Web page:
FIG. 1 shows the topology of a routing from a starting point S to a destination Z. The routing is known to the user, i.e. it was prepared by his navigation unit on the basis of internal map and/or route data (map or route CDs) or, for example, ascertained from information sent to the navigation unit via mobile radio from a control center for map data or route data. The driver/user has strayed from this proposed routing of his navigation unit and is now located at current position P, in a region about which no known map data or route data are available to him, i.e. in a so-called non-digitized off-road region. From this position P, a nearby destination-guidance waypoint W of the known routing, located at a geometric distance of 600 m, cannot be arrived at because it lies, when viewed from position P, on the other side of a river F. According to the present invention the user receives, for this topology, two direction indications and at least one distance indication, specifically one direction indication proceeding from present position P to waypoint W in his vicinity about which he possesses map data or route data, and a further direction indication to destination Z or to a further destination-guidance waypoint X that is closer to destination Z than waypoint W in the user's vicinity. The prepared direction indications are prepared for, in particular, simultaneous output to the user, and at least one distance indication pertaining to a direction indication is prepared and is provided, in particular together with the two direction indications, for output to the user. Output is preferably accomplished graphically on a display, as depicted e.g. in FIG. 2. The arrow present in the foreground shows the direction indication and the distance to the closest waypoint W of the known routing. The distance is evident from a distance bar inside this directional arrow. The smaller the distance bar becomes, the closer the waypoint W. The directional arrow presented in the background on the display shows, in similar fashion, the direction and distance to destination Z. To push the directional arrow shown in the foreground into the visual field, it is depicted as being wider than the directional arrow to destination Z. Alternatively or additionally, the direction and/or distance indication is outputted acoustically, for example in the form “Next waypoint is 600 m at 7 o'clock, destination is 5 km at 10 o'clock.”
In the exemplified embodiment according to FIG. 1, waypoint W cannot be arrived at directly. In this case the driver/user follows the thin directional arrow in the background to destination Z. The driver has followed the directional arrow, and a new situation has arisen as depicted in FIG. 6. The driver/user receives in this context the direction displays with integrated distance display depicted in FIG. 7. Since a new waypoint to be traveled to has been determined by the navigation system, the following voice output may be simultaneously activated: “Destination is 500 m at 3 o'clock, closest waypoint is 600 m at 12 o'clock.” This time the driver/user follows the direction toward waypoint X (intermediate destination), since he cannot find a road that leads even approximately toward destination Z. Once he has reached waypoint X he is no longer in the off-road region and can be guided by his navigation unit, in the usual fashion, on the known route to destination Z.
FIG. 3 and FIG. 8 depict two direction displays in which the arrow in the foreground again shows, in the same fashion, the direction and distance to the closest waypoint on the known route. The distance is once again apparent from a distance bar in the arrow. The arrowhead in the outer circle shows the direction to the destination, the distance being displayed as text. In a development, the distance to the closest waypoint can also be presented as text.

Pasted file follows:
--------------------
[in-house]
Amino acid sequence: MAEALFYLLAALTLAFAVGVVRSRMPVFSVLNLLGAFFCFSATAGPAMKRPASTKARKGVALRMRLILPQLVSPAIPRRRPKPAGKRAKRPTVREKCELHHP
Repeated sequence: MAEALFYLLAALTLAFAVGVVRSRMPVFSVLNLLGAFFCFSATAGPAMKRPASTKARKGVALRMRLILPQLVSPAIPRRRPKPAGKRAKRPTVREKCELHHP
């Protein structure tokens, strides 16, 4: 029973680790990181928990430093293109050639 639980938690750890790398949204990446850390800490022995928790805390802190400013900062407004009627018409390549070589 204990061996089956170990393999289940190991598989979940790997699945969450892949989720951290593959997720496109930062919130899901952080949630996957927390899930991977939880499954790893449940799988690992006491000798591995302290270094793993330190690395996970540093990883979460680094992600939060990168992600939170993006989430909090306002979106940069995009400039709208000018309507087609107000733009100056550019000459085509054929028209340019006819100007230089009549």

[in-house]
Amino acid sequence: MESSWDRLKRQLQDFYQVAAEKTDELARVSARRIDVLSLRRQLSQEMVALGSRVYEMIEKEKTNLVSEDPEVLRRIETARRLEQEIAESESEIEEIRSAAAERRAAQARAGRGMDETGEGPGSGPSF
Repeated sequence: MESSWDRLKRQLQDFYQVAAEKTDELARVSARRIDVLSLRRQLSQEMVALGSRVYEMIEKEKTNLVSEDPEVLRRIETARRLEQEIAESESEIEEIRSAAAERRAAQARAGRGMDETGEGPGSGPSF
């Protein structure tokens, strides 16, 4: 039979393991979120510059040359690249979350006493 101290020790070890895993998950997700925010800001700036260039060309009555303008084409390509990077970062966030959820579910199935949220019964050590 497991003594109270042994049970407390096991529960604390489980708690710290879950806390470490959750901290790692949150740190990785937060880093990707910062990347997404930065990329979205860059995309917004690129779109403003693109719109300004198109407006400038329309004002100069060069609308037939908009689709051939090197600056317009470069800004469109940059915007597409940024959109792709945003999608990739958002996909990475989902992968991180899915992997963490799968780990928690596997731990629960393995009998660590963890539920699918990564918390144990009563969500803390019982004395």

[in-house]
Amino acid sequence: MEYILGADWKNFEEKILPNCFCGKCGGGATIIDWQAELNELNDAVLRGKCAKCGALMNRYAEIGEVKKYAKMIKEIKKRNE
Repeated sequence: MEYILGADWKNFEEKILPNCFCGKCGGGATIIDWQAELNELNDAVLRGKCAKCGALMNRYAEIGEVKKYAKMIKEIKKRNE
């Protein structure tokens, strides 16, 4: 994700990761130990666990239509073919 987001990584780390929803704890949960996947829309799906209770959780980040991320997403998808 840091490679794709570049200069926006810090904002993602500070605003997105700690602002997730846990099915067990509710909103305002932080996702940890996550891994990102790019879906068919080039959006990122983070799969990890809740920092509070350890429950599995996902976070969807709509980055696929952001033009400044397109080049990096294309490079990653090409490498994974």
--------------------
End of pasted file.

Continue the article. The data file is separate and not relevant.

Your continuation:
FIG. 4 and FIG. 9 in turn depict the indications of direction and distance to the waypoint and destination as circles with arrowheads. The information may be perceived more quickly because it is larger and is arranged centrally. Compass North is additionally depicted on the outer edge by way of an arrowhead.
FIG. 5 and FIG. 10 show the same information as in FIG. 3 and FIG. 8, but may additionally depict the route or map that the user possesses or, possibly, a recorded track in the case of off-road operation. The various depiction possibilities may also be combined with one another.
In addition to optical indication, an acoustic indication may also be provided, as mentioned. The message may announce one or more direction and/or distance indications. The point in time of a new message may be determined by the occurrence of one or more of the following criteria:
- after expiration of a defined static or dynamic time interval, e.g. a short interval at high speed, a long interval at low speed;
- in the event of a change in the waypoint to be intercepted, to which the indication refers;
- after a defined unit of distance has been traveled;
- after a defined change in direction with respect to the last direction message has been exceeded;
- after the distance to the next waypoint has fallen below a defined value.
Possible messages can be spoken in the following forms:
- “Closest waypoint is 600 m at 7 o'clock.”
- “Destination is 5 km at 10 o'clock.”
- “Closest waypoint is 600 m to the left behind the vehicle.”
Together with the direction and distance indications, additional descriptive attributes—for example the destination or waypoint name (street name)—on the basis of which the user can quickly become oriented and make decisions, may be presented on the display. The direction indications may be individually adjustable by the user, for example, switchable back and forth, in terms of foreground and background display. The user may thus decide for himself which indication is currently more important to him, for example, as a function of his surroundings, e.g. one-way streets that cannot be traveled, a river with no nearby bridge, etc.
The direction indication in the off-road region may be provided to the user, for example, via his GPS device. The distance from the current position P to known waypoints W, X, Z may be ascertained easily by way of the normal of the difference vector.